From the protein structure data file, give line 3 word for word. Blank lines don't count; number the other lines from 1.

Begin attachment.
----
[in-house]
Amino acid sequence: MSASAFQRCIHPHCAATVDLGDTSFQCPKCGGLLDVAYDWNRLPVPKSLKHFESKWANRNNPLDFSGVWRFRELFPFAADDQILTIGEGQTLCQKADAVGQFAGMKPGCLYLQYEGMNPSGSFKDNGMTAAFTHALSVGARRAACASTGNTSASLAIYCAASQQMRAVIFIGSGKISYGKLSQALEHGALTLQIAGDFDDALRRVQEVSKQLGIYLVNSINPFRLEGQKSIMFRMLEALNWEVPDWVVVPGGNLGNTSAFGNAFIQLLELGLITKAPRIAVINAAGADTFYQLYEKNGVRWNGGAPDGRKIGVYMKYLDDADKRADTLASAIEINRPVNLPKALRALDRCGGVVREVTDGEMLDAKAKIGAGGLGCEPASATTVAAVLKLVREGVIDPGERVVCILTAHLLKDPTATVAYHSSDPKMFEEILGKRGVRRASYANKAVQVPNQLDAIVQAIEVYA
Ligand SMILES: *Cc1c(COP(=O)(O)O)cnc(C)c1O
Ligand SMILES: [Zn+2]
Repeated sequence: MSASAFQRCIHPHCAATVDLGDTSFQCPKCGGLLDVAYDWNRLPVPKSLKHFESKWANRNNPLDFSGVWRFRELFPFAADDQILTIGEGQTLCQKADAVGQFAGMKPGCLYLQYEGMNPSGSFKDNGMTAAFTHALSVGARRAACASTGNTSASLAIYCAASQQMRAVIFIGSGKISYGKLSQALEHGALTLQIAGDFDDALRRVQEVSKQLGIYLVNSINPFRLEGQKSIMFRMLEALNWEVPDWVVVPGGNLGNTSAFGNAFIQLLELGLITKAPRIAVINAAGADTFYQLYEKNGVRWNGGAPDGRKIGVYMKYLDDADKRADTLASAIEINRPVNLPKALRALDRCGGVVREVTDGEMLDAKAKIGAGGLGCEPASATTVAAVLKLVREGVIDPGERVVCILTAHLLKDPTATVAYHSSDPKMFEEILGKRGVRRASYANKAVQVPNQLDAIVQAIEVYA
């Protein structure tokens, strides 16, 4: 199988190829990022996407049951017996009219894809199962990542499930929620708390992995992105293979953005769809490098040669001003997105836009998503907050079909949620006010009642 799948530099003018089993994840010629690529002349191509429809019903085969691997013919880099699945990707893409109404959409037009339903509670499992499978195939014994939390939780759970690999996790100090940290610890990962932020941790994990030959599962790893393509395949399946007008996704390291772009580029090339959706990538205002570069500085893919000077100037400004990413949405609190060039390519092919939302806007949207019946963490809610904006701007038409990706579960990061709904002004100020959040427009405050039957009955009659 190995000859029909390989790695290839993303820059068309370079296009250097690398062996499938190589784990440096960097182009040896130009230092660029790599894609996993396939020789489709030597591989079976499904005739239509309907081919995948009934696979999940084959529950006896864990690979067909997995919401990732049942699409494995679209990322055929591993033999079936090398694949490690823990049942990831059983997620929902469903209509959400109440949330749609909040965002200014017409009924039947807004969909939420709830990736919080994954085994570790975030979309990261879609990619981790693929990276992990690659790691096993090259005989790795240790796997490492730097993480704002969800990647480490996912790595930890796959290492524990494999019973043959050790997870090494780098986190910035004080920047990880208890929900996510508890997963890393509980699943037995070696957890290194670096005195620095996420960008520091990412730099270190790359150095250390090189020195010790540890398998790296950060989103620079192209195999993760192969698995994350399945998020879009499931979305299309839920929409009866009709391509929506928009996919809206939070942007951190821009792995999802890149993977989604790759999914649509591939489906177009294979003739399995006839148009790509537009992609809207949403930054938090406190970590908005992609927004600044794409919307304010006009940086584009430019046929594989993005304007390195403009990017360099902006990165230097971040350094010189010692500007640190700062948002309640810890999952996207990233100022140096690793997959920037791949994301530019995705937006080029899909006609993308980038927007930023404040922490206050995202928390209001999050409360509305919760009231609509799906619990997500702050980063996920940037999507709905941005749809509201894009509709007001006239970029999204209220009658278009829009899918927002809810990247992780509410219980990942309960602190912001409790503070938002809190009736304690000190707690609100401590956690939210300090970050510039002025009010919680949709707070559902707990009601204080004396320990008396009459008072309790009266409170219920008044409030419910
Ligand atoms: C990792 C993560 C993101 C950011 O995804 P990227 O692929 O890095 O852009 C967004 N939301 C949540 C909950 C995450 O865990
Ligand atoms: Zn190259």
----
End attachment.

Ligand SMILES: *Cc1c(COP(=O)(O)O)cnc(C)c1O